1947-2010Origination : Marx, Paul
Paul Marx Papers (MRX), University of Notre Dame Archives (UNDA), Notre Dame, IN 46556
Fr. Marx's papers consist primarily of twenty years of correspondence between Marx and church officials; brother priests and men and women religious interested in HLI's pro-life activity; fellow Benedictines regarding Marx's work with HLI and business related to the order and to St. John's Abbey; HLC/HLI personnel and members of the HLI Board of Directors; the leaders of other pro-life groups including, notably, Judie Brown of the American Life League and Dr. Jack Willke of the National Right to Life Committee; speakers and contributors at HLI symposia; individuals involved in various controversies surrounding the organization during the 1980s; contacts Fr. Marx made during national and international speaking tours; HLI members and donors; hostile critics complaining about HLI techniques and aims, particularly the organization's mass mailings and visual propaganda; and persons requesting Masses celebrated by either Fr. Marx or an HLI-affiliated priest commissioned for this purpose.
A second large portion of the papers consists of reference files covering a multitude of issues that interested Fr. Marx as founder and director of both HLC and HLI. Although individual items pre-dating 1960 may be found in various parts of the collection (e.g., some of Marx's homily notes date from the late 1940s), the majority spans Marx's work with HLI, beginning with the events that led to his departure from the Human Life Center in 1979. Several of Marx's writings for the HLI newsletter and other publications appear in a subseries of writings and course materials along with a number of chronicles and diaries that Marx kept, mainly during his international travel on behalf of HLI.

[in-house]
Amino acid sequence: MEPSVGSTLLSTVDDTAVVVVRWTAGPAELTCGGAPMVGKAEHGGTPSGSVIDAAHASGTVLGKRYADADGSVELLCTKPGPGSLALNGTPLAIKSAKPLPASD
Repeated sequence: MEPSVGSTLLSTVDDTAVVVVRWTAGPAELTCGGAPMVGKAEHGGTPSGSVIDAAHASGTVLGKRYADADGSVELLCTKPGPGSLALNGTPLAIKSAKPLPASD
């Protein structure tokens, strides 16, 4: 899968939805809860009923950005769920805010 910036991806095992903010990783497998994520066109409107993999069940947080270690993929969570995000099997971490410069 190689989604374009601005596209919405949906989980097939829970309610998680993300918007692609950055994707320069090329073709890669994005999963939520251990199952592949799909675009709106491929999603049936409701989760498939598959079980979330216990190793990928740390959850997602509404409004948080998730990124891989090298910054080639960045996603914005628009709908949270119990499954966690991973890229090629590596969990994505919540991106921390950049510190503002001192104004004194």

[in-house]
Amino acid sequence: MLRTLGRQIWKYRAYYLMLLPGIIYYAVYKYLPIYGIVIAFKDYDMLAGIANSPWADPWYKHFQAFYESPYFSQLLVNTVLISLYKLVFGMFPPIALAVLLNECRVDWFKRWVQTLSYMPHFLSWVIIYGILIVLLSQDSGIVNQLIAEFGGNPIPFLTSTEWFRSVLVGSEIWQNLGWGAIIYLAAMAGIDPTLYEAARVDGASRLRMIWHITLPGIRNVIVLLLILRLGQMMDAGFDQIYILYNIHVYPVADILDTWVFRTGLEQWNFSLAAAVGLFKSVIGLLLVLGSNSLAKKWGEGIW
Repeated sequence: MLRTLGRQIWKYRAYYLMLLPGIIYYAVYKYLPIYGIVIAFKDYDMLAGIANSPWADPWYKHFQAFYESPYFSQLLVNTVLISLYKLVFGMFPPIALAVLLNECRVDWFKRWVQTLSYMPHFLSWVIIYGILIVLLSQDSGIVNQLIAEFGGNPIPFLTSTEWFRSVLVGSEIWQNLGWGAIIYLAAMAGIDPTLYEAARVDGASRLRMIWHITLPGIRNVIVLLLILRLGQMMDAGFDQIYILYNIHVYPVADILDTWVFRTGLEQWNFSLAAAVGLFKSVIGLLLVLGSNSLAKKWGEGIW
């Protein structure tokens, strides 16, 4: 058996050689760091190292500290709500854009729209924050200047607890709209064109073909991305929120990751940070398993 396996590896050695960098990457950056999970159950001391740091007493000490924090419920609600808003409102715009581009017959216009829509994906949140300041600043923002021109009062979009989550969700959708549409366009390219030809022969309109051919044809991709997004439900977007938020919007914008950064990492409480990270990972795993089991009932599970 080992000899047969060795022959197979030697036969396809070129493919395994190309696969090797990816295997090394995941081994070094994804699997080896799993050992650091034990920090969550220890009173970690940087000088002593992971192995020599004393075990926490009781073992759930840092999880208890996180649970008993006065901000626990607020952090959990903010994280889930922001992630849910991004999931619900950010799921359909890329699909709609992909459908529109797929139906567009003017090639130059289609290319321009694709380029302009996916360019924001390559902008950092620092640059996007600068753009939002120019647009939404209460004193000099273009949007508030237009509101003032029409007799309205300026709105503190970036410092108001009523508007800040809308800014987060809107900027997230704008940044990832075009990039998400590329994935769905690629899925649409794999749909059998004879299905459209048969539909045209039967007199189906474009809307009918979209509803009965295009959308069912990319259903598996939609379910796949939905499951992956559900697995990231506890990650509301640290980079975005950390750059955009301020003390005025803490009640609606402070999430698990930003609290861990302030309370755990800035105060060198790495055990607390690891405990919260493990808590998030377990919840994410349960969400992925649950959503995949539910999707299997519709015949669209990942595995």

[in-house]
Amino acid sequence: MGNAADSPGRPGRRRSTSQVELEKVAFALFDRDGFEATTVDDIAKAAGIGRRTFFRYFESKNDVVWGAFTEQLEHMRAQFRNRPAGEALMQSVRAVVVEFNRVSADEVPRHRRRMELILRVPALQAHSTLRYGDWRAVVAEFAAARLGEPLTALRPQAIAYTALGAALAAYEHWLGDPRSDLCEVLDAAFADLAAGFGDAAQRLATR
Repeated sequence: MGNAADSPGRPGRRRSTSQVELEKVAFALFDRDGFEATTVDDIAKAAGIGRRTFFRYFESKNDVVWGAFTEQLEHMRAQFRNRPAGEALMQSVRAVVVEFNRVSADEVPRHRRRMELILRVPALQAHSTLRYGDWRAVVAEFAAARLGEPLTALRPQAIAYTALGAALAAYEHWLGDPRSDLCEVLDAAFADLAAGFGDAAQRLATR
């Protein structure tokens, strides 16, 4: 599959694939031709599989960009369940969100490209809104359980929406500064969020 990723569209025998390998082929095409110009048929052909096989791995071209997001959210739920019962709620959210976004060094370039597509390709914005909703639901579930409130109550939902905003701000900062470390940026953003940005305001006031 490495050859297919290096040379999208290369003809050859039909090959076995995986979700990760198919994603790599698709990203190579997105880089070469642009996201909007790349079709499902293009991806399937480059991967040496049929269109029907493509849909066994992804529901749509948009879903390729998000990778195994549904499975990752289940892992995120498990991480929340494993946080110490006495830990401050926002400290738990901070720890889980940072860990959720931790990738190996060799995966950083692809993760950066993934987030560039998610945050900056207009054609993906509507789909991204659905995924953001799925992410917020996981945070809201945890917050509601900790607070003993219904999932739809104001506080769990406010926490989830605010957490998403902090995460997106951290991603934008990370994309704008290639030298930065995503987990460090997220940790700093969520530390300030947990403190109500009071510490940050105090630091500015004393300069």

The manuscripts in the collection reflect neither a systematic office structure within HLI nor a rigid filing system within Marx's office: no such system existed prior to the records' transfer to the University of Notre Dame Archives. The papers begin with Marx's correspondence, arranged according to the quite broad categories by which Marx himself kept them filed. While Marx maintained clearly marked files for correspondence with church officials, his fellow Benedictines, and international contacts (grouped primarily by nation), he also singled out other individuals with whom he presumably corresponded frequently enough in order to keep their letters in individual files. Aside from other correspondence relevant to particular "controversies" and the Mass requests of HLI supporters which Marx stored separately, the collection features thirty boxes of general correspondence. Some of the general correspondence overlaps with the categories mentioned above while the remainder consists of Marx's day-to-day business as the president and chairman, and after 1992 as the founder and advisor, of HLI. The chronological overlap in the reference files subseries that follow the correspondence reflect three distinct sets of files that cover the same general range of topics.
For reasons of preservation and efficiency, oversize items, memorabilia and graphic items (photographs and souvenir postcards) have been separated from the papers and each filed together. The memorabilia include bumper stickers, a rosary, a button and a stenographer's tape. The postcards are kept in small albums that presumably correspond to Fr. Marx's various trips abroad and have no writing or postmarks; the photographs include several images of Marx and document various HLI events without commentary.
Summary: Influential pro-life activist and writer; pioneering advocate of natural family planning (NFP); professor of sociology and department chair at St. John's University, Collegeville, Minnesota (1957-1965); founder and executive director of the Human Life Center at St. John's (1972-1981); founder, president, and chairman of Human Life International (HLI)(1981-1992).